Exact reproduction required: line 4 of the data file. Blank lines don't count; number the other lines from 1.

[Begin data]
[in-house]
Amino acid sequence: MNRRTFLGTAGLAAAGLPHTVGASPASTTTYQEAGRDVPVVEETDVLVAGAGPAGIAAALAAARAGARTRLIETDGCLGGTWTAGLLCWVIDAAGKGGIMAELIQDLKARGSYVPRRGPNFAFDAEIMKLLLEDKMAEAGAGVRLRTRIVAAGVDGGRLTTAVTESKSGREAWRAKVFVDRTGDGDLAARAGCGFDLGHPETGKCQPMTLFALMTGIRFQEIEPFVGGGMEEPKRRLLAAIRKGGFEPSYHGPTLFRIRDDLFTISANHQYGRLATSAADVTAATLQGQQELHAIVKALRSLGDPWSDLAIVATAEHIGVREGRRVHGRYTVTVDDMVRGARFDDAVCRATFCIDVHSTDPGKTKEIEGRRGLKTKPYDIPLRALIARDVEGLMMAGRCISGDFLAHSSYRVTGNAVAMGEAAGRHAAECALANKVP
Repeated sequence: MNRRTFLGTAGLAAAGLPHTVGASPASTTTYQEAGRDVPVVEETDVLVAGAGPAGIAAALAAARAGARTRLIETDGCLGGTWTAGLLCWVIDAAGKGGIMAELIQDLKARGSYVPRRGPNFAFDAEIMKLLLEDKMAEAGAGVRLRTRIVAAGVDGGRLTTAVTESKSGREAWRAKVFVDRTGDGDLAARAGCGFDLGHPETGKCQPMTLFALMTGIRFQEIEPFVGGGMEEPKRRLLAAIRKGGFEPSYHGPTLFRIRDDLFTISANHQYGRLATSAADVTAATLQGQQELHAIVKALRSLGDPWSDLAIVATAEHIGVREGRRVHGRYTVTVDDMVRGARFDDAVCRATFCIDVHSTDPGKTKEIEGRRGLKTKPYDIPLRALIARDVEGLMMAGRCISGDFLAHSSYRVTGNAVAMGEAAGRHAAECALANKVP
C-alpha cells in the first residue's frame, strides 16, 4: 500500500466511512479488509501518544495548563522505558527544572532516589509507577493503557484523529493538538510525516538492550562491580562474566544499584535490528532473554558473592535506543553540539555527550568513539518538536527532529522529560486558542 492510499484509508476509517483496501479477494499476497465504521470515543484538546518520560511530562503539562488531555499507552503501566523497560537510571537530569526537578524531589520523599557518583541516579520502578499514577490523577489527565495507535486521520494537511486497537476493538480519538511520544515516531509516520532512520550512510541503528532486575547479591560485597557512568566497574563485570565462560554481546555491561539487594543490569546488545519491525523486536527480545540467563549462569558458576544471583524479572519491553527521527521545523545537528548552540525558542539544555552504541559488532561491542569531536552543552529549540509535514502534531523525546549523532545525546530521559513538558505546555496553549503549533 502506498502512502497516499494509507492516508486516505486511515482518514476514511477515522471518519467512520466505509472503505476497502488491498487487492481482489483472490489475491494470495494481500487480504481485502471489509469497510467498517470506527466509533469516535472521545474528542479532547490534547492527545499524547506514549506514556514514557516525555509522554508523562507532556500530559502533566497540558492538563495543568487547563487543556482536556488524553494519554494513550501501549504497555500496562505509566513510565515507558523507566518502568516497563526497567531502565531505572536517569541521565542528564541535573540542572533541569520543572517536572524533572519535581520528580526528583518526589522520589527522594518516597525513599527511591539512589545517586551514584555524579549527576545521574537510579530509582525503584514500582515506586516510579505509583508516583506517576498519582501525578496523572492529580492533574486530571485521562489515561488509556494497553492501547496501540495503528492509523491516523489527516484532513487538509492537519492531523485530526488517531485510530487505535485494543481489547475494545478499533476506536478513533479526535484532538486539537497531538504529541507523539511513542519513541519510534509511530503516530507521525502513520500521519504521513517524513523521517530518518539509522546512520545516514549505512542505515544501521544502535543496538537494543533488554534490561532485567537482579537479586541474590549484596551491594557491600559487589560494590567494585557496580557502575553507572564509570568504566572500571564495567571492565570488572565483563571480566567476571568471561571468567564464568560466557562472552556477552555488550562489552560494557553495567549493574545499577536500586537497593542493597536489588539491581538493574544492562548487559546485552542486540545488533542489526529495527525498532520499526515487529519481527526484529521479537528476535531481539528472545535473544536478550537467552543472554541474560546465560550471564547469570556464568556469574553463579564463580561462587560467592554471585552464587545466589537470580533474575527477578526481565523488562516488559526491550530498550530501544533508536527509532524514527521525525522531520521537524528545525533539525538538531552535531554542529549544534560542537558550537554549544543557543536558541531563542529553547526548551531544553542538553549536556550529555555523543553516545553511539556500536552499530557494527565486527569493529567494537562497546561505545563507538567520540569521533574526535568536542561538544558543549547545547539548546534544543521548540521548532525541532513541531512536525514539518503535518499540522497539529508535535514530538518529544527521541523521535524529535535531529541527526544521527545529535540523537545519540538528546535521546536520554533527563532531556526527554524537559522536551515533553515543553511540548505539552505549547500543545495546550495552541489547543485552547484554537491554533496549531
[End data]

C-alpha cells in the first residue's frame, strides 16, 4: 500500500466511512479488509501518544495548563522505558527544572532516589509507577493503557484523529493538538510525516538492550562491580562474566544499584535490528532473554558473592535506543553540539555527550568513539518538536527532529522529560486558542 492510499484509508476509517483496501479477494499476497465504521470515543484538546518520560511530562503539562488531555499507552503501566523497560537510571537530569526537578524531589520523599557518583541516579520502578499514577490523577489527565495507535486521520494537511486497537476493538480519538511520544515516531509516520532512520550512510541503528532486575547479591560485597557512568566497574563485570565462560554481546555491561539487594543490569546488545519491525523486536527480545540467563549462569558458576544471583524479572519491553527521527521545523545537528548552540525558542539544555552504541559488532561491542569531536552543552529549540509535514502534531523525546549523532545525546530521559513538558505546555496553549503549533 502506498502512502497516499494509507492516508486516505486511515482518514476514511477515522471518519467512520466505509472503505476497502488491498487487492481482489483472490489475491494470495494481500487480504481485502471489509469497510467498517470506527466509533469516535472521545474528542479532547490534547492527545499524547506514549506514556514514557516525555509522554508523562507532556500530559502533566497540558492538563495543568487547563487543556482536556488524553494519554494513550501501549504497555500496562505509566513510565515507558523507566518502568516497563526497567531502565531505572536517569541521565542528564541535573540542572533541569520543572517536572524533572519535581520528580526528583518526589522520589527522594518516597525513599527511591539512589545517586551514584555524579549527576545521574537510579530509582525503584514500582515506586516510579505509583508516583506517576498519582501525578496523572492529580492533574486530571485521562489515561488509556494497553492501547496501540495503528492509523491516523489527516484532513487538509492537519492531523485530526488517531485510530487505535485494543481489547475494545478499533476506536478513533479526535484532538486539537497531538504529541507523539511513542519513541519510534509511530503516530507521525502513520500521519504521513517524513523521517530518518539509522546512520545516514549505512542505515544501521544502535543496538537494543533488554534490561532485567537482579537479586541474590549484596551491594557491600559487589560494590567494585557496580557502575553507572564509570568504566572500571564495567571492565570488572565483563571480566567476571568471561571468567564464568560466557562472552556477552555488550562489552560494557553495567549493574545499577536500586537497593542493597536489588539491581538493574544492562548487559546485552542486540545488533542489526529495527525498532520499526515487529519481527526484529521479537528476535531481539528472545535473544536478550537467552543472554541474560546465560550471564547469570556464568556469574553463579564463580561462587560467592554471585552464587545466589537470580533474575527477578526481565523488562516488559526491550530498550530501544533508536527509532524514527521525525522531520521537524528545525533539525538538531552535531554542529549544534560542537558550537554549544543557543536558541531563542529553547526548551531544553542538553549536556550529555555523543553516545553511539556500536552499530557494527565486527569493529567494537562497546561505545563507538567520540569521533574526535568536542561538544558543549547545547539548546534544543521548540521548532525541532513541531512536525514539518503535518499540522497539529508535535514530538518529544527521541523521535524529535535531529541527526544521527545529535540523537545519540538528546535521546536520554533527563532531556526527554524537559522536551515533553515543553511540548505539552505549547500543545495546550495552541489547543485552547484554537491554533496549531